Cheap SWR/Wattmeter for 630m

Discussion in 'The Low Bands - 630/2200 Meters - VLF' started by N0GMT, Mar 13, 2019.

ad: L-HROutlet
ad: l-rl
ad: abrind-2
ad: Left-3
ad: Subscribe
ad: Left-2
ad: L-MFJ
  1. N0GMT

    N0GMT Ham Member QRZ Page

    Here is an easy and inexpensive way to have a SWR/wattmeter for your 630 meter station. I needed something to monitor my output and make sure the antenna was happy. Didn’t have a suitable slug for the Bird, in fact, I don’t think one exists. So, I was wandering through a hamfest, and spied a MFJ-860 dual-needle SWR meter. I really like the dual-needle meters, you can instantly see if there is a problem with your SWR. Surely, it couldn’t be too hard to modify the thing to work on 630 meters? I bought it.

    It sat in the shack for a while until I got the necessary “roundtuit” and wanted to see what it would do. I was thinking I might need to try and add some turns to the toroidal sense inductor, which might be tricky. But then I fired up the WA3ETD 630 meter transverter into a dummy load, with the SWR meter in series. I knew how much power the transverter should be putting out. When I hit the switch, I was pleased to see that the meter indicated just about half as much power as I was actually producing. A quick look at the schematic showed there were four pots that adjusted the forward/reverse and high/low power readings.

    Well, how do I re-calibrate this thing for 630 meters, when I don’t have anything else that works on these frequencies? It’s easy to do, but you will need an oscilloscope, a signal generator, and a little help from George, M1GEO. On his website, he has a nifty calculator that will take your peak-to-peak RF voltage into a 50 ohm load, and tell you the power in watts. You can find this, and much other good stuff, at:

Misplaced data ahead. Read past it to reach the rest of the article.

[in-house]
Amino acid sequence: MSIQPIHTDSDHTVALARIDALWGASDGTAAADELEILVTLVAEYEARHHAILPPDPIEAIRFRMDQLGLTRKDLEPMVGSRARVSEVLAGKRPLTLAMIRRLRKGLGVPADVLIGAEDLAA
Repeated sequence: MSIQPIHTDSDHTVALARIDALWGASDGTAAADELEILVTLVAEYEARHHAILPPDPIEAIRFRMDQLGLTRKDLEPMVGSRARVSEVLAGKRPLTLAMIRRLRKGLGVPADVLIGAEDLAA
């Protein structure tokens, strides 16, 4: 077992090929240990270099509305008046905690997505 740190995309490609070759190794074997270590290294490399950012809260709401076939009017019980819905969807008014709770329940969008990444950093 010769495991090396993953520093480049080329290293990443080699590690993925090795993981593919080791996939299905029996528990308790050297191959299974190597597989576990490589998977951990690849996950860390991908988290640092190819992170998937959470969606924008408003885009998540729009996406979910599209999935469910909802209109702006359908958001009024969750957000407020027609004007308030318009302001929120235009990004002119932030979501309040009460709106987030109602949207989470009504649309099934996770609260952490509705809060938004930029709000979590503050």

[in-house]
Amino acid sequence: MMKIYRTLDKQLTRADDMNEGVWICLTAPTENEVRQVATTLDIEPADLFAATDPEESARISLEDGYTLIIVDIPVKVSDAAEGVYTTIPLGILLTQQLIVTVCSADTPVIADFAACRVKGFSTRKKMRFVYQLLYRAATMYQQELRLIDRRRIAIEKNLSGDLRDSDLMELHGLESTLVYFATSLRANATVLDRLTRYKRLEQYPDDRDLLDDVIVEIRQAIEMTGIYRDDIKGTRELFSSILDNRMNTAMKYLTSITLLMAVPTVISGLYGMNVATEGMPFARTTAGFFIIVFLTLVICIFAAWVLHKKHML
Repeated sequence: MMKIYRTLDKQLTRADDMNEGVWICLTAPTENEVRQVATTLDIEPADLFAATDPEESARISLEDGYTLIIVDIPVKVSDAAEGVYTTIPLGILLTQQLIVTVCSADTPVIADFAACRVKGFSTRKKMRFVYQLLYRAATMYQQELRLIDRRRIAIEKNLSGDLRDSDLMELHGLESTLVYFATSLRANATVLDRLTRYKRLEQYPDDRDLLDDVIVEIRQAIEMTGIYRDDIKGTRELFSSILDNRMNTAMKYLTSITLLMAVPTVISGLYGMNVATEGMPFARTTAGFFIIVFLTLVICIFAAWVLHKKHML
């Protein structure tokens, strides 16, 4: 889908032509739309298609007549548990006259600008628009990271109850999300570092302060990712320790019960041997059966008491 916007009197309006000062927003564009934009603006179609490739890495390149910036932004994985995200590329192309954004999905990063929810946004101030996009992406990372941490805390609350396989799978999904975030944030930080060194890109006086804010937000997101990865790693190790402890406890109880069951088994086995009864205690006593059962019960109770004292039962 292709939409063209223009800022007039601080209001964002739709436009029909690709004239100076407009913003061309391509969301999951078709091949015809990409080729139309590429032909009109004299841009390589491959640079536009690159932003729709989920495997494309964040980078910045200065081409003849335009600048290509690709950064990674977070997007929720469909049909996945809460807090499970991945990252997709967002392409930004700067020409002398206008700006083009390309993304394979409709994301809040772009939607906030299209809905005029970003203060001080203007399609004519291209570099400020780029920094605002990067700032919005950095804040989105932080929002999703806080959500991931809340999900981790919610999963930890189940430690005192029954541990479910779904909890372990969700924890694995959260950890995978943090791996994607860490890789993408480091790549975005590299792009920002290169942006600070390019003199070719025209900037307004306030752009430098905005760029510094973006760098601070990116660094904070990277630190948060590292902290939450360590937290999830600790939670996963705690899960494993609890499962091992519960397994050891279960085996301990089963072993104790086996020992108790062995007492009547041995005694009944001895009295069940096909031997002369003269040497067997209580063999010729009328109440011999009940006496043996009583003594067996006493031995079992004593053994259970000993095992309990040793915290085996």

I played around with the numbers to find a power level that was about mid-range on the meter scales. Had the signal generator set to 4472KHz, the usual frequency out of my transceiver, and connected to the transceiver connection on the transverter. Need the signal generator to provide a continuously variable input signal. Adjust the signal generator output to give the desired P-P RF voltage, measured with the scope probe right on the transverter output. Adjust the forward low power first, (R6)then reverse the coax connectors on the MFJ-860 to adjust the reflected level (R3). Repeat at a higher power setting, forward,(R5) swap the cables, and reflected(R4).

    And there you have it. Is it perfectly calibrated? I doubt it. But, for $60 or less, (think I paid $45) it’s a good way to be able to monitor your output and SWR on the low band, without tying up any more expensive test equipment.

    W8NSI likes this.
  2. K0UO

    K0UO Platinum Subscriber Platinum Subscriber QRZ Page

    I use a Bird H50 or H100 they are ok for low power 630 meters, I used them to check NDBs too.
    There's some military surplus lines at work down to 500 KC similar to the birds but they're bigger in size, you can sometimes find at a hamfest pretty cheap.

    Remember, The best antenna is one that is "In The AIR & On The AIR" K0UO Rhombic and Vee Beam Antenna Farm.
  3. N0GMT

    N0GMT Ham Member QRZ Page

    I keep looking for a H50 or H100 slug, but haven't found one yet. The closest one I have is an H250, and
    my 20 watts on 630 meters barely makes it move. New ones are horribly expensive. Plus, the places I have
    found that sell Bird slugs may show themselves as having the lower power ones, but when you call they don't
    have any in stock.


Share This Page